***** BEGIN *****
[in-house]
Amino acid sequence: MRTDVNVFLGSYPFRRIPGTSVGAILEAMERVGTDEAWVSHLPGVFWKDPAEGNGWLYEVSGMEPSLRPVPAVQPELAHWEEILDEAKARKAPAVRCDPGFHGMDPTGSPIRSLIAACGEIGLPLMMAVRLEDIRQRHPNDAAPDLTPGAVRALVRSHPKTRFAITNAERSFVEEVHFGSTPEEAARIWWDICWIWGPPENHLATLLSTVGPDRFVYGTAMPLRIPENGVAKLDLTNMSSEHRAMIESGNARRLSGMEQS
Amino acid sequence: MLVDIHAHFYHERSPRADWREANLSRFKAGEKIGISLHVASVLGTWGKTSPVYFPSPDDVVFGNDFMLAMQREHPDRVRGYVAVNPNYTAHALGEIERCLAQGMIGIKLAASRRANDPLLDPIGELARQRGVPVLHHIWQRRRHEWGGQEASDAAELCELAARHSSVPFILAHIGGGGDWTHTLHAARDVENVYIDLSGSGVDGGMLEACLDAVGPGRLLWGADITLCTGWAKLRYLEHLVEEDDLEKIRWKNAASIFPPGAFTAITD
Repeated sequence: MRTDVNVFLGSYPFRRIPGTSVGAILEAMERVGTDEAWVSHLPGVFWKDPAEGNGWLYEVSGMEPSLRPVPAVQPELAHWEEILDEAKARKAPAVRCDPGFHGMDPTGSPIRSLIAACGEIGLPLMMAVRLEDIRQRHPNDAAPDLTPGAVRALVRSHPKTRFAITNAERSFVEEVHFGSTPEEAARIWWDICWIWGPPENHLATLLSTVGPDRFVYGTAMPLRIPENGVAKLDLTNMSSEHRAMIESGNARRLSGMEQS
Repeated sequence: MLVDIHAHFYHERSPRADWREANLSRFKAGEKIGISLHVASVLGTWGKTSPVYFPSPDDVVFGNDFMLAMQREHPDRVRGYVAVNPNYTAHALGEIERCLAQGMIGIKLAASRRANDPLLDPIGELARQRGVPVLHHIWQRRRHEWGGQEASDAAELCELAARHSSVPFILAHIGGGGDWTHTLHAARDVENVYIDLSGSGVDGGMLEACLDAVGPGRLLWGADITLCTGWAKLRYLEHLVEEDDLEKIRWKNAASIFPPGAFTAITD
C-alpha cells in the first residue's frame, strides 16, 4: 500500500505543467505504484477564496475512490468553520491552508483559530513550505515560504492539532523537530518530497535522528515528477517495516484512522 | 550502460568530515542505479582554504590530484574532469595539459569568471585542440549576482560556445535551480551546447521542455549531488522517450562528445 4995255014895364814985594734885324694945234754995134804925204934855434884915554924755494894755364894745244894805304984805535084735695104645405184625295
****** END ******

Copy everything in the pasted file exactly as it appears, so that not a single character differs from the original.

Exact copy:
[in-house]
Amino acid sequence: MRTDVNVFLGSYPFRRIPGTSVGAILEAMERVGTDEAWVSHLPGVFWKDPAEGNGWLYEVSGMEPSLRPVPAVQPELAHWEEILDEAKARKAPAVRCDPGFHGMDPTGSPIRSLIAACGEIGLPLMMAVRLEDIRQRHPNDAAPDLTPGAVRALVRSHPKTRFAITNAERSFVEEVHFGSTPEEAARIWWDICWIWGPPENHLATLLSTVGPDRFVYGTAMPLRIPENGVAKLDLTNMSSEHRAMIESGNARRLSGMEQS
Amino acid sequence: MLVDIHAHFYHERSPRADWREANLSRFKAGEKIGISLHVASVLGTWGKTSPVYFPSPDDVVFGNDFMLAMQREHPDRVRGYVAVNPNYTAHALGEIERCLAQGMIGIKLAASRRANDPLLDPIGELARQRGVPVLHHIWQRRRHEWGGQEASDAAELCELAARHSSVPFILAHIGGGGDWTHTLHAARDVENVYIDLSGSGVDGGMLEACLDAVGPGRLLWGADITLCTGWAKLRYLEHLVEEDDLEKIRWKNAASIFPPGAFTAITD
Repeated sequence: MRTDVNVFLGSYPFRRIPGTSVGAILEAMERVGTDEAWVSHLPGVFWKDPAEGNGWLYEVSGMEPSLRPVPAVQPELAHWEEILDEAKARKAPAVRCDPGFHGMDPTGSPIRSLIAACGEIGLPLMMAVRLEDIRQRHPNDAAPDLTPGAVRALVRSHPKTRFAITNAERSFVEEVHFGSTPEEAARIWWDICWIWGPPENHLATLLSTVGPDRFVYGTAMPLRIPENGVAKLDLTNMSSEHRAMIESGNARRLSGMEQS
Repeated sequence: MLVDIHAHFYHERSPRADWREANLSRFKAGEKIGISLHVASVLGTWGKTSPVYFPSPDDVVFGNDFMLAMQREHPDRVRGYVAVNPNYTAHALGEIERCLAQGMIGIKLAASRRANDPLLDPIGELARQRGVPVLHHIWQRRRHEWGGQEASDAAELCELAARHSSVPFILAHIGGGGDWTHTLHAARDVENVYIDLSGSGVDGGMLEACLDAVGPGRLLWGADITLCTGWAKLRYLEHLVEEDDLEKIRWKNAASIFPPGAFTAITD
C-alpha cells in the first residue's frame, strides 16, 4: 500500500505543467505504484477564496475512490468553520491552508483559530513550505515560504492539532523537530518530497535522528515528477517495516484512522 | 550502460568530515542505479582554504590530484574532469595539459569568471585542440549576482560556445535551480551546447521542455549531488522517450562528445 4995255014895364814985594734885324694945234754995134804925204934855434884915554924755494894755364894745244894805304984805535084735695104645405184625295